See http://www.uniworld.hu/egyetem/wittgenstein/irodalom/Tb.htm

The picture theory of the mind
Pictures are not only the sources of meaning for words.
Pictures are the medium of cognition.
Humans think direclty in pictures.

Already Plato...
Aristotle: De Anima (full text is here)     "the soul never thinks without an image" citation here.

Then the idea disappears publicly, because of the primacy of writing:
    this is well discussed in
                Spengler etc, see
                in Nyiri The Picture Theory of Reason, http://www.uniworld.hu/nyiri/krb2000/tlk.htm

But the "picture based mind" has always been present in philosophy, Locke, Russell, etc.
Nigel Thomas: Mental Imagery    (Stanford Encyclopedia)

Reappears in cognitive science ---- the imagery debate
e.g. Z. Pylyshyn    http://ruccs.rutgers.edu/pub/papers/ZPbbs98.ps

Most recently:
Merlin Donald, Origins of the Modern Mind,     "The most basic is pictorial..."
                                see Behavioral & Brain Sciences 16. 4 (Dec 1993): 737-791, full text
L. Barsalou (below).

Problems of the Picture Theory

The Problem of Generic Images
The triangle -- as opposed to a triangle

H.H.Price: pictures are "partially instantiative elements"
This means that they are strongly, but not completely, like a concrete example, an instance
        of what they represent.
(The word "instantiation" means: formation of an instance.)
Sober, E. 1976. Mental representations. Synthese 33: 101—148.

Taking concepts as embodiments and mental models - this will suggest a solution in Lecture x.
This is not a very diffcult problem.

(For instance, some theories claim that we do not store conrete memories but general ones only.
A famous example is "beatiful face" -- which is average face, as it turns out. Average in the statistical sense!).

        A famous study, in a new version: http://perception.st-and.ac.uk/
For embarrassment, here is more....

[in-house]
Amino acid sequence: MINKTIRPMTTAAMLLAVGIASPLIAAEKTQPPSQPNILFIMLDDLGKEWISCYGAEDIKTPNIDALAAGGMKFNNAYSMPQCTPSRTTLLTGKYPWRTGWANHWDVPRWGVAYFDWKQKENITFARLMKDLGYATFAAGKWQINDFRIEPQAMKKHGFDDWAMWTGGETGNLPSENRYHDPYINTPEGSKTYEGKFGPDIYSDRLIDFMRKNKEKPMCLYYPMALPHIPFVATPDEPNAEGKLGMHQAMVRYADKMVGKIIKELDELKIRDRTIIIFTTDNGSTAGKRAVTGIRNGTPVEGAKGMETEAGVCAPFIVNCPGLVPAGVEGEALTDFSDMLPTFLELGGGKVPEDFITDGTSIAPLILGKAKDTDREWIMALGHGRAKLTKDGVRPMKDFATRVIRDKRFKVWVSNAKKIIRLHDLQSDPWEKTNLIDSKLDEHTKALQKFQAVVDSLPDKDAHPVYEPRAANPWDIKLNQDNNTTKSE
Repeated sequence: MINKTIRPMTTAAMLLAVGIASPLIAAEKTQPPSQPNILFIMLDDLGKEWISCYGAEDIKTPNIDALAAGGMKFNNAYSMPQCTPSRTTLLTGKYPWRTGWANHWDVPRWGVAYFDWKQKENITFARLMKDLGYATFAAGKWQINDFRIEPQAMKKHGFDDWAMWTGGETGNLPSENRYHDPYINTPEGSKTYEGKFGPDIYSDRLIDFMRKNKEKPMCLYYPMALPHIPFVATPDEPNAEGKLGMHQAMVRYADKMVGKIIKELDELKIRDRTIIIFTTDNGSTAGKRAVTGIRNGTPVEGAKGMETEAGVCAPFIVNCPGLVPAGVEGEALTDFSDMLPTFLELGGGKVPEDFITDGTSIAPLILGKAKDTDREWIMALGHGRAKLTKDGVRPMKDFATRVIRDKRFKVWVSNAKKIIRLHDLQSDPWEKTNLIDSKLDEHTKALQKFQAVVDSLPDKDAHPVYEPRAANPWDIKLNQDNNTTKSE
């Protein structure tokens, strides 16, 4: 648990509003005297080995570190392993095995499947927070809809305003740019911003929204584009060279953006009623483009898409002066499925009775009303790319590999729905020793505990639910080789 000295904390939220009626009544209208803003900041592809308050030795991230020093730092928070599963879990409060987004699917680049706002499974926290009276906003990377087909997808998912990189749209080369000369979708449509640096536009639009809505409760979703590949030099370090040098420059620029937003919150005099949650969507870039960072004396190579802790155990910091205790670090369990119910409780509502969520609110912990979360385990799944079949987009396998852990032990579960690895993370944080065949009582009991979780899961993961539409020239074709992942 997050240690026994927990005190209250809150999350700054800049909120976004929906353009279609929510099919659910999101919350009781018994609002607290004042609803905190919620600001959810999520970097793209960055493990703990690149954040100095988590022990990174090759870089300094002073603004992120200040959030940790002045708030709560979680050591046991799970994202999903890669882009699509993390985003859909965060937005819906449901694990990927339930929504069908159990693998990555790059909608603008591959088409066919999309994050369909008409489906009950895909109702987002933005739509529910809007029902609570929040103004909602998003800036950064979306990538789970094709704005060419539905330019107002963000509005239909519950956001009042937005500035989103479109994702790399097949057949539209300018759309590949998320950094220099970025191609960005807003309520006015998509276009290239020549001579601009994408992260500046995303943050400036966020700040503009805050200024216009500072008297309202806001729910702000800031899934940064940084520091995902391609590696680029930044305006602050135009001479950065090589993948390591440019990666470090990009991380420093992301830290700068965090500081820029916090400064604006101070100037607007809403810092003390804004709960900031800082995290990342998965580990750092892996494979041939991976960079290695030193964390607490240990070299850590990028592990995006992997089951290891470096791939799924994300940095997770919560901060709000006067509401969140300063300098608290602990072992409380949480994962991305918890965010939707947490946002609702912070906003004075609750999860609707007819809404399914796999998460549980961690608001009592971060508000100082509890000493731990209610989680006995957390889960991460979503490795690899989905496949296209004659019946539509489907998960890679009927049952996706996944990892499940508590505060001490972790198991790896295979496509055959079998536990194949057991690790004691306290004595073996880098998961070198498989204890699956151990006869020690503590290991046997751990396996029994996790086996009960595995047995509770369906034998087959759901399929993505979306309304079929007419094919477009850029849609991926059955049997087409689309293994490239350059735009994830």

The Problem of Logic and Conceptual Structure
A recording system --- and a conceptual system; these are different.

The issue is essentially Fodor's (1)-(3) in another form.
Inferential function; binding between reusable concept and individual; propositions; etc.

A recent solution:
L. Barsalou: Perceptual Symbol Systems, Behavioral and Brain Sciences 1998, full paper online

His "Perceptual symbols" are partial images, but also more complex, multi-modal.
Mental entities are simulators - perceptual symbols used for producing a variety of results.
Perhaps enable combination, aspect selection, type-token relations, categorical inference etc.
Plausible, but details are not filled in.
(when discussing mental models we return to here to discuss the concrete idea).
Remember that here we did not reach any conclusion (yet).

The problem of conventionality vs. "standing for itself"
L. Wittgenstein, L. Barsalou, N. Goodman believe pictures are empty without --- well, words.
Pictures are ambiguous without knowing how to use them - a use theory also for pictures.

Famous example (1): photograph of old man on a steep road - is he climbing or slipping backwards?
famous example (2).: duckrabbit   

Wittgenstein himself: thought that pictures carry meaning by convention, but nevertheless used them extensively for explanation.
If you can explain by pistures, it means they need no further explanation any more. They carry meaning. Except that.... (see next point).

How to solve the problem of conventionality

Pictures (and underlying mental entities) can have meaning for the mind, if
(1) agumented with e.g. animation (the temporal dimension fixes meaning - a movie is understandable where a picture not.
            how does the old man or the duckrabbit move?
(2) context and situation may supply last details (multimodality can be important).

Both are pointing outside from the domain of pictures only.

Summary of conclusion
The mind uses pictures (not language as folk intution has it)
Pictures are used in conjuction with other modalities.
Of these modalities, we will see that the motor-kinetic-kinesthetic-haptic system
    is of utmost importance, besides the visual of course.